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Trump, Clinton surge ahead, win 6 states each

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Republican Donald Trump and Democrat Hillary Clinton swept through the South on Super Tuesday,  claiming victory in their parties’ primaries in Georgia, Alabama, and Tennessee. Clinton and Trump each won at least six of 11 state races as they looked to distance themselves from party rivals and move closer to a November presidential election showdown.

Clinton also picked up wins in Virginia and Arkansas, while Trump carried the GOP contest in Massachusetts.

Democrat Hillary Clinton has the power to defeat Republican Donald Trump and Bill Clinton and Barack Obama is convincing voters that Trump is unqulified to serve as president.

The contests put a spotlight on candidates’ strengths and weaknesses with a broad swath of American voters.Texas Senator Ted Cruz topped his rivals in his home state, as well as in Oklahoma.

On the Democratic camp, Clinton won at least six states – Texas, Arkansas, Alabama, Tennessee, Georgia, Virginia – and American Samoa.

Her rival, Bernie Sanders, was projected to have won his home state of Vermont, as well as Oklahoma and vowed to pursue the battle for the nomination in the 35 states that had yet to vote.

Voting was still ongoing in other contests.

Super Tuesday was the biggest single day of state-by-state contests to select party nominees for the Nov. 8 election to succeed Democratic President Barack Obama.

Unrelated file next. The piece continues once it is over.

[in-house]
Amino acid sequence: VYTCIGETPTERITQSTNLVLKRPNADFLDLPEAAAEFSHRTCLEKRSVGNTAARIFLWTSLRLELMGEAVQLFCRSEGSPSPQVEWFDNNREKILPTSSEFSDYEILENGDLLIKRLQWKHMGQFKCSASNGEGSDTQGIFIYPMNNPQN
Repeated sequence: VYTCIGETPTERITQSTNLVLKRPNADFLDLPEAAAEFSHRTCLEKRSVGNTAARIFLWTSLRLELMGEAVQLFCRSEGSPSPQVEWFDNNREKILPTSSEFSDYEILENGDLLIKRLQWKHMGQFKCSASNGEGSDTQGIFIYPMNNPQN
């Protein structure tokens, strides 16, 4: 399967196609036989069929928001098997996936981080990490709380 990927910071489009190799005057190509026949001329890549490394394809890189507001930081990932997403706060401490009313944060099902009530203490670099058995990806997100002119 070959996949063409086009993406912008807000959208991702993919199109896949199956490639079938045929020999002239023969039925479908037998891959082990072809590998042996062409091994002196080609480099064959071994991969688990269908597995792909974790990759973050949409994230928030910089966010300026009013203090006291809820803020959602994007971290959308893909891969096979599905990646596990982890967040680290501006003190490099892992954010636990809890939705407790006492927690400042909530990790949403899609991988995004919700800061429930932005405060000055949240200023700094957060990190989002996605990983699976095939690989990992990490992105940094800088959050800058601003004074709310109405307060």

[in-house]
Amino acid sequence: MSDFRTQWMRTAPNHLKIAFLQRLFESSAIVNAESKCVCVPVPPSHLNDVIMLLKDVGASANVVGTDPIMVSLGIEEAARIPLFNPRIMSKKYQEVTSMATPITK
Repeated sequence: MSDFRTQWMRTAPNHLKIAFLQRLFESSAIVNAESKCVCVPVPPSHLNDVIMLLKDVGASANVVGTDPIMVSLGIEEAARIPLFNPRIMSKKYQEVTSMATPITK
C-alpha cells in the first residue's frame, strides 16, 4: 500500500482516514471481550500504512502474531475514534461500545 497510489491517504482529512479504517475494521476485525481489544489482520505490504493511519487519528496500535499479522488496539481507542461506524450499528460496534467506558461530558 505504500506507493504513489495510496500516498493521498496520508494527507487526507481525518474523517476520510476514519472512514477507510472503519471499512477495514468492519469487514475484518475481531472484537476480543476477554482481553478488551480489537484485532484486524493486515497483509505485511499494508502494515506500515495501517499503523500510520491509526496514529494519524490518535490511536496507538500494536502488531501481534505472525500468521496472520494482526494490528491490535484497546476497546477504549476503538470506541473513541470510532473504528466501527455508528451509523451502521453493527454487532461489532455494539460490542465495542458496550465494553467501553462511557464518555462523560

Opinion polls heading into the voting had shown Trump leading in most of the 11 Republican contests up for grabs, raising the possibility of a big night that would intensify worries among Republican leaders who fear the billionaire could inflict long-term damage on the party.

“I am a unifier,” Trump told reporters in Palm Beach, Florida, dismissing concerns that his nomination would rip apart the party. “Once we get all this finished, I’m going after one person – Hillary Clinton.”

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Afghan Cabinet still not finalized: Prez Palace

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Abdullah Abdullah

Kabul, Aug 11 : The Afghan Presidential Palace has said that Abdullah Abdullah, chairman of the High Council for Reconciliation, waas yet to introduce his nominated Ministers for the new Cabinet.

On Monday, the Palace’s deputy spokesman Dawa Khan Menapal said that nominees for Ministers must meet the criteria, so that the President can send them to the National Assembly for a vote of confidence, reports TOLO News.

“As soon as our political partners make a list according to the criteria, the government will send it to the parliament for a vote of confidence,” said Menapal.

On the other hand, Fraidoon Khwazoon, spokesman for Abdullah, said that they have sent their nominee list to the Presidential Palace.

“For our part, the problem is solved and we have sent the list of nominated ministers that is relevant to us and it will be implemented according to the agreement,” he said.

A number of politicians and citizens of the country consider the existence of differences between Ghani and Abdullah as one of the main reasons for the delay with the cabinet.

“The big reason is that these two people do not get along with each other and that is why they do not agree on governors and ministers,” said Abdul Rauf Shapoon, a lawmaker.

In May, a power-sharing agreement was signed between President Ashraf Ghani and Abdullah to end the political deadlock following last year’s presidential election.

Under the agreement signed on Sunday, Ghani remains as President, while Abdullah will head the High Council for National Reconciliation to lead the peace talks with the Taliban.